Summary: Kelch motif
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Kelch motif Edit Wikipedia article
|Structure of Galactose oxidase containing kelch repeats.|
|Galactose oxidase, central domain|
|Galactose oxidase, central domain|
The Kelch motif is a region of protein sequence found widely in proteins from bacteria and eukaryotes. The motif is named after the Drosophila mutant in which it was first identified. This sequence motif is composed of about 50 amino acid residues which form a structure of a four stranded beta-sheet "blade". This sequence motif is found in between six and eight copies per protein which fold together to form a larger circular solenoid structure called a beta-propeller domain.
 Proteins containing Kelch motifs
The Kelch motif is widely found in eukaryotic and bacterial species. Notably the human genome contains around 100 proteins containing the Kelch motif. Within individual proteins the motif occurs multiple times. For example, the motif appears 6 times in Drosophila egg-chamber regulatory protein. The motif is also found in mouse protein MIPP and in a number of poxviruses. In addition, kelch repeats have been recognised in alpha- and beta-scruin, and in galactose oxidase from the fungus Dactylium dendroides.
The structure of galactose oxidase reveals that the repeated Kelch sequence motif corresponds to a 4-stranded anti-parallel beta-sheet motif that forms the repeat unit in a super-barrel structural fold commonly known as a beta propeller.
The known functions of kelch-containing proteins are diverse:
- scruin is an actin cross-linking protein;
- galactose oxidase catalyses the oxidation of the hydroxyl group at the C6 position in D-galactose;
- neuraminidase hydrolyses sialic acid residues from glycoproteins;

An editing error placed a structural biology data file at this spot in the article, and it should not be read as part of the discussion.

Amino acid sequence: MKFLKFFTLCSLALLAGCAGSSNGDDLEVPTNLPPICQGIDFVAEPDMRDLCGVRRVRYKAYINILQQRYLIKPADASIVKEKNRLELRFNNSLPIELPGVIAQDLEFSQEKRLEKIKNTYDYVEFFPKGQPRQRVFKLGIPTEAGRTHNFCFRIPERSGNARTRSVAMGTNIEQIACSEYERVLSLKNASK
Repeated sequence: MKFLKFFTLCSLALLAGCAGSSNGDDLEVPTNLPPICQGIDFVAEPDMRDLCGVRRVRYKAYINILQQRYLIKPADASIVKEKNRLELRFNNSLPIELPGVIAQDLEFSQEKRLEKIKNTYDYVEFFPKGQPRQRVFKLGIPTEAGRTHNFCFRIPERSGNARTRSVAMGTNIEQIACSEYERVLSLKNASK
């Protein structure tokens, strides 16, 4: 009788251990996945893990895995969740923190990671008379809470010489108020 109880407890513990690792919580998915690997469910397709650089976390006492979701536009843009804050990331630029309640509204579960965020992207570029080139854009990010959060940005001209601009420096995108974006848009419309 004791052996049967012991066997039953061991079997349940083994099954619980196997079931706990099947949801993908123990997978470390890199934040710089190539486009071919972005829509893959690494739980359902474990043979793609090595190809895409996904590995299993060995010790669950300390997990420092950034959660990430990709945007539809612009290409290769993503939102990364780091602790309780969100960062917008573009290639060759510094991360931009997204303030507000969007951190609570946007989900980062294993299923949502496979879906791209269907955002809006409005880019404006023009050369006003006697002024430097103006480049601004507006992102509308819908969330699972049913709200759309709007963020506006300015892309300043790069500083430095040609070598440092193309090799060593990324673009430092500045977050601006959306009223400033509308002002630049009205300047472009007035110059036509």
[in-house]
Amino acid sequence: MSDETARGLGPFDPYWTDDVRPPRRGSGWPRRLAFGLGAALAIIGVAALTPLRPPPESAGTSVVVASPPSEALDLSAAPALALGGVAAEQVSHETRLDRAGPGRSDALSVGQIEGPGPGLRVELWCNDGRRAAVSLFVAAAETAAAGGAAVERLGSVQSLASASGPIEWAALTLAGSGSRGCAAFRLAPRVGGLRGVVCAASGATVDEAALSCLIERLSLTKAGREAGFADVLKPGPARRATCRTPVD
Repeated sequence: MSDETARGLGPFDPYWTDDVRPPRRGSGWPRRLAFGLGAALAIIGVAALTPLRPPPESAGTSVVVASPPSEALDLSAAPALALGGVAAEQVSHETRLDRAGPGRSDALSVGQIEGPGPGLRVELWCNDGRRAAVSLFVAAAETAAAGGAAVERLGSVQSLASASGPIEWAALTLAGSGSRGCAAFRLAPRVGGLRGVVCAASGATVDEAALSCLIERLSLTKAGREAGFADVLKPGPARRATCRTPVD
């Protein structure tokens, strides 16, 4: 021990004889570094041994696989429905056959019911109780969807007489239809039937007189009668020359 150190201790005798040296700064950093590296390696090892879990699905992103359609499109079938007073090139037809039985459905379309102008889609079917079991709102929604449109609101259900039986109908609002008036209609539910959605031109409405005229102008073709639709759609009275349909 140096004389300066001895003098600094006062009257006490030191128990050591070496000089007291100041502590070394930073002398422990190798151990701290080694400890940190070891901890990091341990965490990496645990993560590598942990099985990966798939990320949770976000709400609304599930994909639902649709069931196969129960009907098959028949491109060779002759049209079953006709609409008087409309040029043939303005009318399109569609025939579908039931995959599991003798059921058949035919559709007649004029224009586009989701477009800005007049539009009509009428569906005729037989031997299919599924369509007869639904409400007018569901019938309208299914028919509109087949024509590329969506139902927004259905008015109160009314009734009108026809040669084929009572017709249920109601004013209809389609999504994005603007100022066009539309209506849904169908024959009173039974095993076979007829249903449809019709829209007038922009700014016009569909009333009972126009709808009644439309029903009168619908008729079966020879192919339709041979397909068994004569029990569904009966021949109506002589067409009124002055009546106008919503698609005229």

- kelch may have a cytoskeletal function, as it is localised to the actin-rich ring canals that connect the 15 nurse cells to the developing oocyte in Drosophila.
 See also
- Ito N, Phillips SE, Stevens C, et al. (March 1991). "Novel thioether bond revealed by a 1.7 A crystal structure of galactose oxidase". Nature 350 (6313): 87–90. doi:10.1038/350087a0. PMID 2002850.
- Adams J, Kelso R, Cooley L (January 2000). "The kelch repeat superfamily of proteins: propellers of cell function". Trends Cell Biol. 10 (1): 17–24. doi:10.1016/S0962-8924(99)01673-6. PMID 10603472.
- Xue F, Cooley L (1993). "kelch encodes a component of intercellular bridges in Drosophila egg chambers". Cell 72 (5): 681–693. doi:10.1016/0092-8674(93)90397-9. PMID 8453663.
- Way M, Sanders M, Matsudaira P, Chafel M, Knight A, Tu YH (1995). "beta-Scruin, a homologue of the actin crosslinking protein scruin, is localized to the acrosomal vesicle of Limulus sperm". J. Cell Sci. 108: 3155–3162. PMID 7593276.
- Way M, Sakai J, Sanders M, Garcia C, Matsudaira P (1995). "Sequence and domain organization of scruin, an actin-cross-linking protein in the acrosomal process of Limulus sperm". J. Cell Biol. 128 (1): 51–60. doi:10.1083/jcb.128.1.51. PMC 2120335. PMID 7822422. //www.ncbi.nlm.nih.gov/pmc/articles/PMC2120335/.
- Doolittle RF, Bork P (1994). "Drosophila kelch motif is derived from a common enzyme fold". J. Mol. Biol. 236 (5): 1277–1282. doi:10.1016/0022-2836(94)90056-6. PMID 8126718.